The failure of districts to help illiterate children end up leading to another problem that ends up in juvenile justice systems: The overlabeling of children, especially young black and white men, as special ed cases. As Dropout Nation noted in reports on school districts in Ferguson, Mo. (where Michael Brown was slain), districts in the Washington, D.C., metro area, and Minneapolis, children in special ed ghettos are at least twice as likely to be arrested or referred to juvenile justice systems as peers in regular classrooms. Because districts fail to address literacy issues, and because teachers and other adults in schools end up labeling certain groups of students as special ed cases because they think they are destined to end up that way, far too many kids end up being put on the path to juvenile and adult prisons. That many special ed ghettos embrace many of the worst practices of those prisons — including use of seclusion (or solitary confinement) and restraints on kids — essentially conditions kids to being mistreated in juvenile justice.
Then there’s the role that state education departments fail to play in regulating schools and other educational programs operated in juvenile prisons and jails. Because education agencies often fail to fulfill their mandates to oversee juvenile correctional schools — as well as because of their struggles in developing robust data systems that can provide data on their performance (as well as allow them to get information from districts) — jails and prisons end up doing little for the kids in their academic care. In fact, as a 2009 study by team led by Gagnon determined, more than half of principals running juvenile detention schools believe that kids in their care should not be expected to learn at grade level; which means that incarcerated children are being subjected to the soft bigotry of low expectations by those who should do better by them. The neglect of state education departments on this front is one reason why the Obama Administration’s guidance extends to them as well as to attorneys general.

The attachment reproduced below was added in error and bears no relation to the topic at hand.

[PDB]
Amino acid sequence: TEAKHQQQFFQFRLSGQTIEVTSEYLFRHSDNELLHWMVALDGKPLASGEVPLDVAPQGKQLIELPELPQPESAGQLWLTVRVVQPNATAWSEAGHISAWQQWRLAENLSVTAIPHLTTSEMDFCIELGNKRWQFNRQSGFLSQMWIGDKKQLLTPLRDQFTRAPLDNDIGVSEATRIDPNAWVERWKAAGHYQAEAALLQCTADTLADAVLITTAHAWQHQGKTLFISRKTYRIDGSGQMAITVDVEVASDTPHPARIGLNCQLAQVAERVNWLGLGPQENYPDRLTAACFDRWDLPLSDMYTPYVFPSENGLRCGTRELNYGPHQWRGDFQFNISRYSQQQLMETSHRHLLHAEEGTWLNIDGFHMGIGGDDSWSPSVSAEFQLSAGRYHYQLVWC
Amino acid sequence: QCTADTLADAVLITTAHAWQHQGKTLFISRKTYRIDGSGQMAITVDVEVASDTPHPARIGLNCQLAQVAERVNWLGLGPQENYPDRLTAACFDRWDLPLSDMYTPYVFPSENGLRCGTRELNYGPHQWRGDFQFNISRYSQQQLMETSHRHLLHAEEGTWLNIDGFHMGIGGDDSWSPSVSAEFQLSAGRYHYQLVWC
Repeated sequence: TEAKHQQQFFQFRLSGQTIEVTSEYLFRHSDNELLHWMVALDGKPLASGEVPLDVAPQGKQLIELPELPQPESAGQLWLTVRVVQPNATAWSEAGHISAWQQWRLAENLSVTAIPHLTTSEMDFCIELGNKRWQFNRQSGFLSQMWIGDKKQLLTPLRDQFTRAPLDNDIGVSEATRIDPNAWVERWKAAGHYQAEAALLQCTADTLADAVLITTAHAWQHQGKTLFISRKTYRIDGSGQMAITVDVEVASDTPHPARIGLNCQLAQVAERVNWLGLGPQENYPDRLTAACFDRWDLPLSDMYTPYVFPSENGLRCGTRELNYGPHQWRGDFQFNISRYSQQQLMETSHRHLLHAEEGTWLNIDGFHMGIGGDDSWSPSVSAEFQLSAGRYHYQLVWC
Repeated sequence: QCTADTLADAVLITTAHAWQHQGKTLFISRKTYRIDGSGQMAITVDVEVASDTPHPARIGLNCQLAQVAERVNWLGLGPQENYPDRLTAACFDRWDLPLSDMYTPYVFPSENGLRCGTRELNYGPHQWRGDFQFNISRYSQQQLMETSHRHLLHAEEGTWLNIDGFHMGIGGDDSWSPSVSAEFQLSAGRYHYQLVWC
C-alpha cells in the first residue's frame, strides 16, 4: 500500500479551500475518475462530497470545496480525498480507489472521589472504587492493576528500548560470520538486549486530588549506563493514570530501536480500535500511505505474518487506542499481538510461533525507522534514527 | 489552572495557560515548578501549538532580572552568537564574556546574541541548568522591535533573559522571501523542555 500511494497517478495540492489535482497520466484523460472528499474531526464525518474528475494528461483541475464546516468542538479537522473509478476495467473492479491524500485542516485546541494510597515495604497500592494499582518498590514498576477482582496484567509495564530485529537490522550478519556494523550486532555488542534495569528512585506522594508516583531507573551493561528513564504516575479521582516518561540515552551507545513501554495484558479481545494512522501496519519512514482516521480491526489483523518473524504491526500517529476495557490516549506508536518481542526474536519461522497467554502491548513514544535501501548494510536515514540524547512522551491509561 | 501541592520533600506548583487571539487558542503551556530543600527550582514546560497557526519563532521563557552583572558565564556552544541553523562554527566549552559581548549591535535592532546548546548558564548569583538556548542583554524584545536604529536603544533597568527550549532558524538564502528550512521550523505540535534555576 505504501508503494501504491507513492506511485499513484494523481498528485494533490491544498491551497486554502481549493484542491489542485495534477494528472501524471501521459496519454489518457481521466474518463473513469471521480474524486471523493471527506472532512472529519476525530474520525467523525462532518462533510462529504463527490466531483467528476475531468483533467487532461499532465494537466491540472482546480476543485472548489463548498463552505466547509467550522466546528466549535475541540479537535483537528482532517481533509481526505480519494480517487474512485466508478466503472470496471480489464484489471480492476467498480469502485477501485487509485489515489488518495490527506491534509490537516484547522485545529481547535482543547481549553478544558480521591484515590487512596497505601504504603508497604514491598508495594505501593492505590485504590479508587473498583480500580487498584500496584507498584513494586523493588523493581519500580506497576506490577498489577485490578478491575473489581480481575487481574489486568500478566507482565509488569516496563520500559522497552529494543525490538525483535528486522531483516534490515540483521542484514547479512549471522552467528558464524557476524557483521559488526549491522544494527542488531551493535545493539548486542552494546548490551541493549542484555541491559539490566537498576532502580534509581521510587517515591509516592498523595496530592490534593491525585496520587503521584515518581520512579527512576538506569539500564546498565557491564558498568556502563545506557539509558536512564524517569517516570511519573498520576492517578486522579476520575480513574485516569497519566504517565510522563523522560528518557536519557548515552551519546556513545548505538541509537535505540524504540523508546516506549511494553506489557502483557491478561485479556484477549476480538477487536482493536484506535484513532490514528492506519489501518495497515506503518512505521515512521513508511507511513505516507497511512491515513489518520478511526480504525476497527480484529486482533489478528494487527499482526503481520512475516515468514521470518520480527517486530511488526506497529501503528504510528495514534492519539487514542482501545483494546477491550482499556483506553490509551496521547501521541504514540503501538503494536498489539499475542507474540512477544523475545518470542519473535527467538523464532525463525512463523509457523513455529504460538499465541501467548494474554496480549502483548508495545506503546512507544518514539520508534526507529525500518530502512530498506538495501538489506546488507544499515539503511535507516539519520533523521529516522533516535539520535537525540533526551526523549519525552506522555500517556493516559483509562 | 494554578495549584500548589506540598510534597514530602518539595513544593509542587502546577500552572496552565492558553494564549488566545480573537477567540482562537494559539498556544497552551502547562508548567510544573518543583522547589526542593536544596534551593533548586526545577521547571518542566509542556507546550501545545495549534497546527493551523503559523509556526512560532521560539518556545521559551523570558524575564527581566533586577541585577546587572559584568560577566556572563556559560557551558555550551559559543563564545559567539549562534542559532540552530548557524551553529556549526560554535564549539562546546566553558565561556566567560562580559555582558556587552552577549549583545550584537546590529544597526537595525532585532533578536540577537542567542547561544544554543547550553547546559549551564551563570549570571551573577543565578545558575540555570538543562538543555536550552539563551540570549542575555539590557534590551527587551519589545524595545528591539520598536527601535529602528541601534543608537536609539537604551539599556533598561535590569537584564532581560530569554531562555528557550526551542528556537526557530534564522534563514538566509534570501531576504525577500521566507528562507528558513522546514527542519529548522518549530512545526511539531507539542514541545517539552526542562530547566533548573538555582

The failures of our schools and juvenile justice systems spill out onto our streets — especially in the form of black kids essentially condemned to lives of incarceration. So overhauling juvenile justice systems must be a priority for school reformers and criminal justice reform advocates alike.
This starts with reformers and juvenile justice advocates, along with the rest of the criminal justice reform community, coming together to support reforms that can keep kids out of juvenile justice systems in the first place. This includes ending mandatory sentencing for all but the most-violent acts of delinquency, as well as backing laws requiring jury trials and legal counsel (in a manner similar to the guardian at litem system for kids going through child welfare systems) for all alleged juvenile offenders. These moves, along with greater oversight of juvenile incarceration (including putting operation of juvenile jails in the hands of city and county jail agencies and out of the hands of judges) should be undertaken.
Directly addressing the intersection between public education and juvenile justice systems, reformers should support juvenile justice reform overhauls being advanced by outfits such as the Annie E. Casey Foundation and the John T. and Catherine D. MacArthur Foundation. Casey, in particular, has worked diligently in cities such as Indianapolis to reduce the numbers of kids referred by districts to juvenile courts. Crafting laws that require state education departments to keep better tabs on juvenile prison schools must also be a key priority.
Yet there will still be some kids who will be in juvenile prisons and jails because of violent offenses. This is why reformers must play powerful roles in overhauling the schools that serve our kids locked up in juvenile prisons and jails. This is where charter school operators such as KIPP can come in. Outfits such as the See Forever Foundation, which operates schools serving the District of Columbia’s juvenile jail (as well as other charters serving ex-dropouts) have shown that incarcerated kids can and should receive high-quality teaching and curricula. Online and blended learning players such as Rocketship should also help out on this front. Universities, technical schools, and apprenticeship programs can also help by providing kids in juvenile jails the postsecondary education they will need to avoid poverty and incarceration upon adulthood.